When a technology goes through a major transformation phase and yields a successful innovation then it becomes a great learning experience, not only for the parent industry but for other industries as well. Big innovations are generally the outcome of intra- and interdisciplinary networking among technological sectors along with combination of implicit and explicit knowledge. Networking is required but network integration (networking of networks) is the key to success for complex innovation in today’s era where diverse technologies are available at its best. Social economic zones, technology corridors, free trade agreements and technology clusters are some of the ways to encourage organizational networking and cross-functional innovations. To win with innovation in a flat world we definitely need complex networking and crowd-sourcing.

Universities offering Innovation and Product Management[edit]

University of the Arts London, Central Saint Martins has a Masters in Innovation Management [1]. University of Applied Sciences Upper Austria, Wels Campus [2] offers Masters as well as Bachelors Programme in Innovation and Product Management.This is one of the few courses offered in English language in Austria. University of Luxembourg offers Master in Entrepreneurship and Innovation (http://www.univ.lu/formations/fdef/master_in_entrepreneurship_and_innovation_professionnel).

Another course which is called MSc. in Global Innovation Management (GIM) is a unique 2-year programme offered jointly by the University of Strathclyde (Scotland), Aalborg University (Denmark), Hamburg University of Technology (Germany) and, Swinburne University of Technology (Australia) which enables graduates of first degrees in engineering, science and technology to successfully manage the innovation process across international boundaries. [7]

North Carolina State University offers a one year Master's of Global Innovation Management degree, a joint program with IAE Graduate School of Management in France. The curriculum is designed to give engineering, science and other technology-oriented students a strong exposure to core business management skills while providing in-depth exposure to a host of global innovation management issues. It was designed specifically for students who are looking to create a personal competitive advantage for today’s global job market. [8]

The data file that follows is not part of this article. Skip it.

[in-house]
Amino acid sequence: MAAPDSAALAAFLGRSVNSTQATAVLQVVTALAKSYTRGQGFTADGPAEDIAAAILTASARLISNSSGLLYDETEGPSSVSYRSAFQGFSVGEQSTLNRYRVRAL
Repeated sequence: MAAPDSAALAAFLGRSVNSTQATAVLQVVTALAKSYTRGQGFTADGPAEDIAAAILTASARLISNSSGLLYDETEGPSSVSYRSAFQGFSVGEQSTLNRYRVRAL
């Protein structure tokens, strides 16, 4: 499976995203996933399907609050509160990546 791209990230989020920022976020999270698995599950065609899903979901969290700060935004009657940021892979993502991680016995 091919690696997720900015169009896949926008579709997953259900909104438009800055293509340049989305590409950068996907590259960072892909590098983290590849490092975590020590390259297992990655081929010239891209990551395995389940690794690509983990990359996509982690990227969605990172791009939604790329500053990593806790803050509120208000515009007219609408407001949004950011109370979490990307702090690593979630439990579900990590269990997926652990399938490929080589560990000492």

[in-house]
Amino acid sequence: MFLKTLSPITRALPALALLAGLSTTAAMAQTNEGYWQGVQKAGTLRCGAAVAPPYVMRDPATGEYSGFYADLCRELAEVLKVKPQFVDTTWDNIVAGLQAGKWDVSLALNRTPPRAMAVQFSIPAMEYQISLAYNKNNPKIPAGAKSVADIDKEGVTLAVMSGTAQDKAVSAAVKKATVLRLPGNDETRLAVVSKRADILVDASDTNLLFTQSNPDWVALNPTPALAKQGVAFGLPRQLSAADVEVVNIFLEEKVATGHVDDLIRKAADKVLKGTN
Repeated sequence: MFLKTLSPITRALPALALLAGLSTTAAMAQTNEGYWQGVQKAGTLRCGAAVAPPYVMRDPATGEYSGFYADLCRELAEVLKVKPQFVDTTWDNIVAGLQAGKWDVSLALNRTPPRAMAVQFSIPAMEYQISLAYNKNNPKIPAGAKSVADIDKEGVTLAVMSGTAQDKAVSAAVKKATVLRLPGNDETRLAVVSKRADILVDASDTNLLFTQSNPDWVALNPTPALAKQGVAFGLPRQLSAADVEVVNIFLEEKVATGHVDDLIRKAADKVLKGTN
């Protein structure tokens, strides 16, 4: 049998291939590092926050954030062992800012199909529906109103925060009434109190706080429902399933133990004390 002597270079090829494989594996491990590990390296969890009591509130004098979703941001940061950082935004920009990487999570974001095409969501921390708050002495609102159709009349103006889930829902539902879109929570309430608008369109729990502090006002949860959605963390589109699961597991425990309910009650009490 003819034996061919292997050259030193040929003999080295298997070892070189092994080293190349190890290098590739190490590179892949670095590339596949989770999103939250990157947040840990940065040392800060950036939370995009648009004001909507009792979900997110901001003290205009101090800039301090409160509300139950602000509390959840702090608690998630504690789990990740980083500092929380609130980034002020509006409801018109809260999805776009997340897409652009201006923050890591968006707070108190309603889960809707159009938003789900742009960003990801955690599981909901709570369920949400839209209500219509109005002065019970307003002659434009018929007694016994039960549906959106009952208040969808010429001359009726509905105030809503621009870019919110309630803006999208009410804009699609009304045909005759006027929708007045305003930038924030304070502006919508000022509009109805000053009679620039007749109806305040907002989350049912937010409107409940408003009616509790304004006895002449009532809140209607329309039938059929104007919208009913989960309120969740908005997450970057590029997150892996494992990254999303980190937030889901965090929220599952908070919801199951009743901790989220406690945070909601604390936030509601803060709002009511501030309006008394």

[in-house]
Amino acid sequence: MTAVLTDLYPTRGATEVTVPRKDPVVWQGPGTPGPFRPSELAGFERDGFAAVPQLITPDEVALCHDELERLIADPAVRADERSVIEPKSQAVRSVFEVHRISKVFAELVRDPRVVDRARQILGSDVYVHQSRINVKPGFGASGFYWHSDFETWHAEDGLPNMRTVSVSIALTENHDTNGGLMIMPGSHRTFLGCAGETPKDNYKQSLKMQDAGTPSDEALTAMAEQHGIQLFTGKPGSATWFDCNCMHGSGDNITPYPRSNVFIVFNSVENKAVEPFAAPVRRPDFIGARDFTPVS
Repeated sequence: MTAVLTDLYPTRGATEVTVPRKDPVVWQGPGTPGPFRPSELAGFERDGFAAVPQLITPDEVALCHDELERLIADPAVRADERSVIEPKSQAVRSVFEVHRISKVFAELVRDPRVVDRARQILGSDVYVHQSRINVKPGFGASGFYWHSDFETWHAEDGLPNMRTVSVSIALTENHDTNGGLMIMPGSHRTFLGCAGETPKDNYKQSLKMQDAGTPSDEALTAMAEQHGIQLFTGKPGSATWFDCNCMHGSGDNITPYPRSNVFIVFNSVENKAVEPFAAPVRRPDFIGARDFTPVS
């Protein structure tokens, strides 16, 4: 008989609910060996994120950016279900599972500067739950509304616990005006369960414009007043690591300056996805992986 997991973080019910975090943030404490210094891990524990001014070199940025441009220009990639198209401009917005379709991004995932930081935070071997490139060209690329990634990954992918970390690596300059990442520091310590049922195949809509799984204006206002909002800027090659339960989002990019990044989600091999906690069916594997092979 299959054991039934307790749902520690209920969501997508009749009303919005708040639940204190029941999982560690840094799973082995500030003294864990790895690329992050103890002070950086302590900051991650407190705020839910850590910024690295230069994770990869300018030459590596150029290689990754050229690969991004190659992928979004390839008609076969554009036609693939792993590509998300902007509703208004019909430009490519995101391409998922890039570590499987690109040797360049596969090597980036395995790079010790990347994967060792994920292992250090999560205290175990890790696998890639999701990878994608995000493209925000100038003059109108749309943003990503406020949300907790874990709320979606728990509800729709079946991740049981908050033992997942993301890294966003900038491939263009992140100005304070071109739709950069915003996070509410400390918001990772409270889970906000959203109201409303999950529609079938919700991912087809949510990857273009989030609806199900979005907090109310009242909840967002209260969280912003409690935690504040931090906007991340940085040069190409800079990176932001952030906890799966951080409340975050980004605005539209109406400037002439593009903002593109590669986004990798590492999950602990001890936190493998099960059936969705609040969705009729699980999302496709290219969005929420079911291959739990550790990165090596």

See also[edit]

References[edit]

  1. ^ Kelly, P. and Kranzburg M. (1978). Technological Innovation: A Critical Review of Current Knowledge. San Francisco: San Francisco Press. 
  2. ^ Clark, Charles H. (1980). Idea Management: How to Motivate Creativity and Innovation. New York: AMACOM. 
  3. ^ Tidd, Joe and Bessant, John (2009). Managing Innovation: Integrating Technological, Market and Organizational Change 4e - first ed. with Keith Pavitt. Chichester: Wiley. 
  4. ^ Trott, Paul (2005). Innovation Management and New Product Development. Prentice Hall. ISBN 0273686437. 
  5. ^ Boutellier, Roman; Gassmann, Oliver and von Zedtwitz, Maximilian (2000). Managing Global Innovation. Berlin: Springer. p. 30. ISBN 3-540-66832-2. 
  6. ^ Kerle, Dr R. Creativity In Organizations - How can creativity become a prime contributor to the strategic objective of the organization (2011
  7. ^ "MSc Global Innovation Management". 
  8. ^ http://www.poole.ncsu.edu/mgim/index.php/about/program-overview/